If you’ve ever doubted the idea that love can be found in the most unlikely places, let Ali Tamposi set your mind at rest: the songwriter, best known for co-writing Kelly Clarkson’s “Stronger” as well as that “Havana” and “Señorita” by Camilla Cabello”, met her husband, Roman Campolo, in a supermarket in Los Angeles. She was at Gelson’s picking up mango chutney for her sister, who was preparing curry for the dinner that night. By chance, she bumped into the fellow music maker while on her own grocery run. They hit it off, so much so that she invited him over to her house for dinner with her family. that evening.” He said he would like to participate, but he was an hour late and missed dinner. I was ready to call him a night, then just when I sent him a message saying ‘let’s meet another time’, he knocked on the door,” she said.
Fast forward about a year, and the two were ready to leave East LA for Malibu. Amid the soul-stirring madness, they went to dinner at Malibu Farm — the beloved farm-to-table clapboard shack on the Pacific Coast Highway pier — when Tamposi noticed something odd shaped like a box in Campolo’s pocket. “I knew he was going to. I went to the bathroom and chatted with myself to make sure I was ready,” she said.
When Elton John’s “Your Song” started playing, she knew the time had come. She walked to the end of the pier where Campolo was waiting, “feeling my heart was going to jump out of my chest”. He got down on his knees. She said yes. Then they were quickly kicked off the pier by a security guard for staying there after closing time.
At first they wanted to get married in Big Sur. But like so many couples in the COVID-19 era, their plans went awry with the size of the pandemic and travel restrictions. (Tamposi credits his planner, Kate Ryan of Design and production of gold foil events, for her masterful handling of the ever-changing situation: “It turned out there was nothing she couldn’t handle,” she says.) In the end, they decided to marry close to home. On November 6, 2021, the couple married at Gull’s Way Estate, just down the street from their home.
The bride wore Oscar de la Renta. The tailored high-neckline dress was completely different from what Tamposi had first imagined. However, she agreed when her best friend Axi Mines suggested she try it. It turns out that Mines knew her friend better than she knew herself: “As soon as I put it on, I knew it was the one,” says Tamposi.
She worked with the fashion house to create a flowing veil that “ended up being a sight, especially when the wind picked up as I walked down the aisle,” she says. Her “something borrowed” was a four-strand pearl bracelet from her grandmother-in-law, as well as a pair of pear-shaped diamond earrings from XIV Karats. Meanwhile, stylists Alexandra Skiffington and Elizabeth Abdallah found her the perfect pair of Manolo Blahniks. (The duo also helped Tamposi’s 14 bridesmaids, a group that included model Behati Prinsloo, choose dresses that fit seamlessly into a neutral color palette.)
Kira Nasrat, who often does Tamposi’s makeup for awards shows, gave the bride a soft yet distinctive look, while hairstylist Ericka Verrett styled her brunette locks in a sleek updo.
As for the groom? “Roman’s wardrobe was a lot easier than mine,” Tamposi jokes. “He walked into Tom Ford and within ten minutes, right after the rack, he had a perfectly tailored suit.”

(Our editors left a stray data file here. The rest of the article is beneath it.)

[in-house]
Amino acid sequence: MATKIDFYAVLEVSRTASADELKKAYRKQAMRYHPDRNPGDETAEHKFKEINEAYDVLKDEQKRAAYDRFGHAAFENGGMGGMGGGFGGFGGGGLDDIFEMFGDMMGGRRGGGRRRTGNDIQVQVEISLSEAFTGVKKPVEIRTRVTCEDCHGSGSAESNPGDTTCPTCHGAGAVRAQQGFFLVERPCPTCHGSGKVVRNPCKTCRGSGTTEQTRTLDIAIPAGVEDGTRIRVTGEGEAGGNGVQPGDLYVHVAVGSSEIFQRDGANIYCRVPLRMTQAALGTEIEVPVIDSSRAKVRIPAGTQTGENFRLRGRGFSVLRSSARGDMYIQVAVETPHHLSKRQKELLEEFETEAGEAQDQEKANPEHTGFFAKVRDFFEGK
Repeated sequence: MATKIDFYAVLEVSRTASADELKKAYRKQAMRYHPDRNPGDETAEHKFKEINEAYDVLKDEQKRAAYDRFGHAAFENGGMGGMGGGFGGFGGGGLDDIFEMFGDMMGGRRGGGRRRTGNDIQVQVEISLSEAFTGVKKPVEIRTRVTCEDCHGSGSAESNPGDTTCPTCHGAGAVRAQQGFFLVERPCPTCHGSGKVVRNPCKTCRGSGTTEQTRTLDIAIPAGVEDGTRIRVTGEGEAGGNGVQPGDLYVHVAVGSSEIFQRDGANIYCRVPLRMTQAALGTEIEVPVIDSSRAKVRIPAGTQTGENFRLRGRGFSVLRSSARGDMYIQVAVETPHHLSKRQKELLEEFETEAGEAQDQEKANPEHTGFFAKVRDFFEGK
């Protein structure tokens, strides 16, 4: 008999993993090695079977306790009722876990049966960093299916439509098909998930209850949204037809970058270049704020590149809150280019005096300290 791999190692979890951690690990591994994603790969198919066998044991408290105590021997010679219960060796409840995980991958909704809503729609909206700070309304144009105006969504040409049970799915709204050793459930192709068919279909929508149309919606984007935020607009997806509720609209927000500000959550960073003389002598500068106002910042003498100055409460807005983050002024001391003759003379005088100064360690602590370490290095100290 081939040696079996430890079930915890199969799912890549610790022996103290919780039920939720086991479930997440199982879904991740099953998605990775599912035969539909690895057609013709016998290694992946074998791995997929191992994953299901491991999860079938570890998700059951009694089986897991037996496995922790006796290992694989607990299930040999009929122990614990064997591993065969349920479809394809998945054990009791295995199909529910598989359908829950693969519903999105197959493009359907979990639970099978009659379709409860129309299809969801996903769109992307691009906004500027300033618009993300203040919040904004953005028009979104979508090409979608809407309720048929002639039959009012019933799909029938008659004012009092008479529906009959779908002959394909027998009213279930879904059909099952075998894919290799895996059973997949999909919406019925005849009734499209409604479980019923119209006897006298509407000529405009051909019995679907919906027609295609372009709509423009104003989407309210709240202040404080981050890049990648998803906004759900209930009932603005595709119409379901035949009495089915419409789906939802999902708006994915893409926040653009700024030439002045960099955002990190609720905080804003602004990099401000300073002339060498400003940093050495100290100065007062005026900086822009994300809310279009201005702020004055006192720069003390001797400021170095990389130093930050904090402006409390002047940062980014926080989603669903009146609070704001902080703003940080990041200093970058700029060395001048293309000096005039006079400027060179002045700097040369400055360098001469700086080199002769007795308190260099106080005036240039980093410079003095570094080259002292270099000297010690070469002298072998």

Given the profession of the bride and groom, music of all kinds played a part in both their ceremony and their reception. (After all, as Shakespeare once wrote, “If music is the food of love, keep on playing.”) Tamposi’s close friend and collaborator Brian Lee played the violin as guests were coming up high on Pacific Bluff. When she walked down the aisle, her close friend and songwriting partner Andrew Watt played “Harvest Moon.” A bit of lightness was felt as the Santa Ana winds picked up, rocking Tamposi. “I felt like my dad had to hold me down so I didn’t get thrown out of the aisle. So what was supposed to be a very graceful and emotional moment was kind of comically interrupted by the I looked at my dad who was laughing hysterically and that laugh brought me into the moment,” she says.
After poetry readings by the bride and groom’s brothers and sisters, it was time for vows. Months later, it remains Tamposi’s favorite part of her wedding day: “The best part was hearing Roman’s vows. He’s an amazing writer, and throughout our relationship, he’s always written such poetic, deep, and real letters,” she says.
The bride and groom walked into their reception to the lyrics of “Where is My Mind” by The Pixies. After speeches by Tamposi’s father, bridesmaid (his sister, Rachel), as well as the best man, singer-songwriter Stephen Wrabel sang “Somebody’s Daughter,” a song he and Tamposi wrote together almost ten years ago. Next, Watt dragged Tamposi onto the stage to sing Alanis Morissette’s “You Oughta Know.” “It sparked the wave of a number of my very talented artist friends who took to the stage. DJs Sean G and Drew Byrd from Donovan’s Yard were amazing. We had a big dance floor in the center of the reception area , and the DJs brought that vibrant energy that kept the dance floor full all night long.
True to the couple’s California style, a laid-back vibe reigned throughout the night. Tamposi changed into a Nina Ricci Ricci by H. Lorenzo shirt which she rebuilt into a dress. They also served Philly Cheesesteaks – a nod to Campolo’s hometown of Philadelphia – and soft-serve from a Mister Softee ice cream truck. The groom’s aunt, Mary, baked them a coconut wedding cake. “We really tried to roll out the wagon and throw a big party,” says Tamposi. “It worked out better than we could have ever imagined.”